Heavy hitting: Wisconsin's offensive line learning to avoid costly mistakes
Despite having four returning players, Wisconsin's offensive line has already committed as many penalties in six games, 14, as it did all of last season.Image By: Brandon Moe
You’re at right tackle.
The outside linebacker across from you, he’s fast — really fast. If you don’t jolt back into your pass set off of the snap, he’s going to turn the corner. Your quarterback is toast.
But wait, what if he cuts inside? Look at the defensive tackle coming outside on a stunt.
There’s a slot cornerback to your right too. He’s up on the line of scrimmage. He might be coming. You remember seeing him blitz on film.
“52’s the Mike!” your center calls out.
OK, it’s a slide protection. You have to block the furthest rusher to the outside. Oh yeah, there’s a running back back there too. He’s got your inside help. You can’t give up that edge.
The safety comes down to the line of scrimmage. He’s right in front of you. Now there’s four guys to your side. It’s just you and your right guard. The center calls out the same protection again.
The safety, the linebacker and the cornerback have fire in their eyes, racecars at the starting line revving their engines.
You can’t get beat off the snap. Be ready. You have to go. Explode out of your stance. Get there first.
“Green 90. Set. HUT!”
You fire off right into your pass set. Perfect balance and weight transfer. You’re the first one off the line.
You’re the only one off the line.
Whistles blow. Flags fly. False start on the offense.
The snap count was two. You went on one.
It’s a five yard penalty, and now you have to do it all over again.
Wisconsin offensive linemen have so much going through their heads on every play before the ball is even snapped.
Defenses are shifting around at the last minute and all five blockers are just trying to figure out what their responsibility is, based on the play call and the adjustments at the line of scrimmage.
There’s a lot of room for error, and remembering the snap count can sometimes trail off to the back of their minds if they aren’t 100 percent locked in and confident in themselves and the play.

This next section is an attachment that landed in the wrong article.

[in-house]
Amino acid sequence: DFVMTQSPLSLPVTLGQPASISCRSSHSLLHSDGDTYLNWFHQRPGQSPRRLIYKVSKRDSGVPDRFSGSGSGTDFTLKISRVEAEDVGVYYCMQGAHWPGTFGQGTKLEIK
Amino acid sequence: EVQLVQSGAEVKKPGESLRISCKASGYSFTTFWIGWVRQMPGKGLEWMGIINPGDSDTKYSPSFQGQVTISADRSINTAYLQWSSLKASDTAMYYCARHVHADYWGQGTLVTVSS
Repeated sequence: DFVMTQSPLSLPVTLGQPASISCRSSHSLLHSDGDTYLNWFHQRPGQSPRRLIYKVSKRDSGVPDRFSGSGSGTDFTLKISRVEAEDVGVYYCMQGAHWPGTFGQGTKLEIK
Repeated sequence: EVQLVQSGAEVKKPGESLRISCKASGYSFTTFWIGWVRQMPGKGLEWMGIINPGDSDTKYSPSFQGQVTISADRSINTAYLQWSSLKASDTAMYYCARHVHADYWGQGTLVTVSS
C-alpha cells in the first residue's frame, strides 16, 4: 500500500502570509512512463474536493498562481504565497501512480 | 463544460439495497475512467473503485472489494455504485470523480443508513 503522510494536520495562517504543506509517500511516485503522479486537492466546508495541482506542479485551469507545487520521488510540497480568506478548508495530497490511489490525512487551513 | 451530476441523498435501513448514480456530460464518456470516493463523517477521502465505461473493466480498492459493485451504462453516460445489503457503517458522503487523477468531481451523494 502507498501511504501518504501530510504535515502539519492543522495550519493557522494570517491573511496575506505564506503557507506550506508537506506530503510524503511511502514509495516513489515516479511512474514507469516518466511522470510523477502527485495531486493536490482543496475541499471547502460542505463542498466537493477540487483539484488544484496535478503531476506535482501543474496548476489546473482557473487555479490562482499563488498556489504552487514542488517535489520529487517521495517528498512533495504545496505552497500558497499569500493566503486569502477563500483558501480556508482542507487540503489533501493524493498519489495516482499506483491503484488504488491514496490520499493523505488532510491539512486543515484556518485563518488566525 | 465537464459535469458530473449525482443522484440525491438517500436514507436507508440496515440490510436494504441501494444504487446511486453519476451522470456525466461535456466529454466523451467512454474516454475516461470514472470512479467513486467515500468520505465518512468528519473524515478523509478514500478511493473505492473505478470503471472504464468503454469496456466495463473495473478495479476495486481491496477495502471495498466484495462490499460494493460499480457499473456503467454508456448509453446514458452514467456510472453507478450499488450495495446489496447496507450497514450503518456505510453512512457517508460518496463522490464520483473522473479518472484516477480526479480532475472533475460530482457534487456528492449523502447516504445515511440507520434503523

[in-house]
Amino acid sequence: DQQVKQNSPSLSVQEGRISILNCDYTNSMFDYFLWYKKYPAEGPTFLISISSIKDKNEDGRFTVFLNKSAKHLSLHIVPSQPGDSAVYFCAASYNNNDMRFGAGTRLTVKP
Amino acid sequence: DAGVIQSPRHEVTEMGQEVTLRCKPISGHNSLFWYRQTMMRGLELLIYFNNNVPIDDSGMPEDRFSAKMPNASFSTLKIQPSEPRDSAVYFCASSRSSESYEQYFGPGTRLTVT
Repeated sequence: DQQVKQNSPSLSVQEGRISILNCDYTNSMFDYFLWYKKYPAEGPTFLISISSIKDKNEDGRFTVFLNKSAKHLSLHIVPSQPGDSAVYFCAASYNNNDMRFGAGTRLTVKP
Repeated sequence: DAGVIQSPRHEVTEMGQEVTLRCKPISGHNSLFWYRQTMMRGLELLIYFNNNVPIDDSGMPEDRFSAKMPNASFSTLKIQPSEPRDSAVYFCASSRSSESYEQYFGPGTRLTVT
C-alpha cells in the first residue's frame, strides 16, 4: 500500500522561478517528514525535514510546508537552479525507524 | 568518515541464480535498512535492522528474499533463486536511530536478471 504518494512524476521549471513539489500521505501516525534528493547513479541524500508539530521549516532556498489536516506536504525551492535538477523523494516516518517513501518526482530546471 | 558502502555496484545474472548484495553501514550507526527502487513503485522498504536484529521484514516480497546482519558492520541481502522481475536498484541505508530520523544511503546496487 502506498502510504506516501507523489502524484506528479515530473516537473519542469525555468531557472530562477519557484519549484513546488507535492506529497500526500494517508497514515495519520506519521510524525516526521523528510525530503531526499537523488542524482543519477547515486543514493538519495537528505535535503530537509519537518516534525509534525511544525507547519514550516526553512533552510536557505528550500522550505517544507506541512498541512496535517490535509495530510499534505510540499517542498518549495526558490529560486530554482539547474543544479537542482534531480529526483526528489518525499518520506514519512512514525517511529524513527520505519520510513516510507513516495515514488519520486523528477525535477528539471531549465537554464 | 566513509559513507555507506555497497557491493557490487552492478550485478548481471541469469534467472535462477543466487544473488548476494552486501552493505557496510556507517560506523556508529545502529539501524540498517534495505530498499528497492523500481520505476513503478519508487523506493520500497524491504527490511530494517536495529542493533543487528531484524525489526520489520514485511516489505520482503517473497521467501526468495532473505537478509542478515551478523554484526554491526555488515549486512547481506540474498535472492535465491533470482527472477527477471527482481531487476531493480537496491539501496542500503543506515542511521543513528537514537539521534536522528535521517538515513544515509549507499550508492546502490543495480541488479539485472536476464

“Sometimes the line and tight ends and the whole group is anticipating the rhythm of the count, and you’ve just got to get everything down together,” offensive coordinator Joe Rudolph said. “We’ve got to be able to see and identify and change things and still get off on the same count, so we’ve just got to clean some stuff up. That was a little sloppy to me.”
The Badgers’ offensive line was a more than a little sloppy against Purdue. Right tackle David Edwards and center Tyler Biadasz were flagged for two false starts each, three of which came in the first quarter.
“We go on the start of our ‘Ready, Go,’ and sometimes if there’s like a pause with Alex [Hornibrook] or if there’s a motion, sometimes that timing gets messed up,” Edwards said. “But for me at least, I need to lock myself in and make sure that I’m focused on not jumping.”
Through six games this season, Wisconsin’s offensive line has been flagged 14 times, with nine false starts, four holding penalties and one chop block.
Edwards and Biadasz have been the most frequent offenders with four penalties each.
By comparison, the Badgers’ offensive line was flagged 14 times all of last season and they returned four of their five starters this year with Biadasz filling in at center and Michael Dieter moving to left tackle.
Head coach Paul Chryst likes to say that none of these guys commit penalties on purpose. It sounds overly simple, but what he means is that the these players don’t need to be chewed out or reminded that penalties are bad.
The offensive line plays for each other, and none of them want to be the one who makes the mistake on the play.
“It’s more so that you’re just letting the team down, and you put yourself in a worse situation,” Edwards said. “Now you’ve got to get that back and you put yourself behind the sticks, so it’s more so you’re letting the guys next to you down.”
That doesn’t mean the coaches won’t harp on their players to clean up the simple errors like these, though. Most of the embarrassment comes on the field when the play actually happens, but those feelings can come back in the film room.
“We usually bring it up in team meetings and stuff, and you kind of feel like a jackass,” right guard Beau Benzschawel said. “We pretty much just emphasize it throughout the week to get ourselves on our toes and make sure we’re on the same page.”
Mistakes like these can pile on. If a lineman starts second-guessing himself and losing that confidence, he might be more jumpy, or he could be more inclined to grab on and hold a defender.
They know it’s critical to have a short memory — correct the mistake and move on.
“We just remind our guys that it’s not going to help you to be pissed about it, so just move on to the next play,” Biadasz said. “You can’t do anything about it, but you can do something better on this play.”
The Wisconsin offensive line, however, regularly does something better on the plays that follow penalties, and it’s a big reason why UW is undefeated.
The young group up front is a little rough around the edges as they develop cohesion, and they’re going to have their “sloppy” games, but they get the job done more often than not.
Offensive line play is a brawl and a chess match at the same time, and trying to get five minds and bodies to act as one unit is the name of the game.
All five linemen are processing so much at the same time while the clock is ticking and the crowd is roaring. The defense is shifting, and the game is on the line.
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